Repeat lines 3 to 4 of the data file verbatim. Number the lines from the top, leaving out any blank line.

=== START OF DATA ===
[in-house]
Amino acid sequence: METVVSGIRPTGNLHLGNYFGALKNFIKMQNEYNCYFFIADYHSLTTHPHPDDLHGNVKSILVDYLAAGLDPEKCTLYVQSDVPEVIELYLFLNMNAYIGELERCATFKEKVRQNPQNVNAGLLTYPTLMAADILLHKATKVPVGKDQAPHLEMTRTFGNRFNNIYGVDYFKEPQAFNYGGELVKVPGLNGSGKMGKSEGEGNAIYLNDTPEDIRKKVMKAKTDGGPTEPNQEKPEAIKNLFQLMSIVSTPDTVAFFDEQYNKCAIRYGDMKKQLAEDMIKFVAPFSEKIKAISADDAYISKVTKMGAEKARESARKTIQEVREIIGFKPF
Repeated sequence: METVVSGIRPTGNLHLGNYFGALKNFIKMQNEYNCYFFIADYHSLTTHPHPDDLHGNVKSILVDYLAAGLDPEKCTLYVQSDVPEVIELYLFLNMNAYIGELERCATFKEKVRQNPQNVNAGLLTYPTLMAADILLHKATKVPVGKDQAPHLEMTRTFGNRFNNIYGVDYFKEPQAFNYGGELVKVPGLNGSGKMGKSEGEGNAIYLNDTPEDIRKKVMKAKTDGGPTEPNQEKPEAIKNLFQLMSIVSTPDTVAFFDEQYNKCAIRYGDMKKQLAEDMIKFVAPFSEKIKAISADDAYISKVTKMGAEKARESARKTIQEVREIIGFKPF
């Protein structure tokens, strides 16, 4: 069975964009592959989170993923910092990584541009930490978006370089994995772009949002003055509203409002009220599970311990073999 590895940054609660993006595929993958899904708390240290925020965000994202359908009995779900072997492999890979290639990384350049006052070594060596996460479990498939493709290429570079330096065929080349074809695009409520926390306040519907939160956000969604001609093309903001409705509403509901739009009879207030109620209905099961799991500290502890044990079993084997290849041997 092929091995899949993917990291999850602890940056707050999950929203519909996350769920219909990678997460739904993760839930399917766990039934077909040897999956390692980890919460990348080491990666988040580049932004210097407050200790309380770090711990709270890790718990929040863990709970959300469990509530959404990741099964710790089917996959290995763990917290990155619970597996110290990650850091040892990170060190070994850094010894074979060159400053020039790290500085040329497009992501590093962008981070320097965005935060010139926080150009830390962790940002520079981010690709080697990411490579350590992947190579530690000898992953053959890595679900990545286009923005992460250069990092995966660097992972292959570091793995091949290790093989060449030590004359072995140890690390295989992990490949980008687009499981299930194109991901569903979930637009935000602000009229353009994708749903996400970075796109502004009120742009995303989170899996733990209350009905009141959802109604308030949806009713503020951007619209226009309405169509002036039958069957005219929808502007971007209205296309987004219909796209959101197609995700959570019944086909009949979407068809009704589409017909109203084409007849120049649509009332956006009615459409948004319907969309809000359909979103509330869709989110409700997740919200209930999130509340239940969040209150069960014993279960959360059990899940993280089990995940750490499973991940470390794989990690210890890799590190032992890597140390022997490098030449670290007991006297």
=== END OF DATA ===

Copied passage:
Repeated sequence: METVVSGIRPTGNLHLGNYFGALKNFIKMQNEYNCYFFIADYHSLTTHPHPDDLHGNVKSILVDYLAAGLDPEKCTLYVQSDVPEVIELYLFLNMNAYIGELERCATFKEKVRQNPQNVNAGLLTYPTLMAADILLHKATKVPVGKDQAPHLEMTRTFGNRFNNIYGVDYFKEPQAFNYGGELVKVPGLNGSGKMGKSEGEGNAIYLNDTPEDIRKKVMKAKTDGGPTEPNQEKPEAIKNLFQLMSIVSTPDTVAFFDEQYNKCAIRYGDMKKQLAEDMIKFVAPFSEKIKAISADDAYISKVTKMGAEKARESARKTIQEVREIIGFKPF
């Protein structure tokens, strides 16, 4: 069975964009592959989170993923910092990584541009930490978006370089994995772009949002003055509203409002009220599970311990073999 590895940054609660993006595929993958899904708390240290925020965000994202359908009995779900072997492999890979290639990384350049006052070594060596996460479990498939493709290429570079330096065929080349074809695009409520926390306040519907939160956000969604001609093309903001409705509403509901739009009879207030109620209905099961799991500290502890044990079993084997290849041997 092929091995899949993917990291999850602890940056707050999950929203519909996350769920219909990678997460739904993760839930399917766990039934077909040897999956390692980890919460990348080491990666988040580049932004210097407050200790309380770090711990709270890790718990929040863990709970959300469990509530959404990741099964710790089917996959290995763990917290990155619970597996110290990650850091040892990170060190070994850094010894074979060159400053020039790290500085040329497009992501590093962008981070320097965005935060010139926080150009830390962790940002520079981010690709080697990411490579350590992947190579530690000898992953053959890595679900990545286009923005992460250069990092995966660097992972292959570091793995091949290790093989060449030590004359072995140890690390295989992990490949980008687009499981299930194109991901569903979930637009935000602000009229353009994708749903996400970075796109502004009120742009995303989170899996733990209350009905009141959802109604308030949806009713503020951007619209226009309405169509002036039958069957005219929808502007971007209205296309987004219909796209959101197609995700959570019944086909009949979407068809009704589409017909109203084409007849120049649509009332956006009615459409948004319907969309809000359909979103509330869709989110409700997740919200209930999130509340239940969040209150069960014993279960959360059990899940993280089990995940750490499973991940470390794989990690210890890799590190032992890597140390022997490098030449670290007991006297």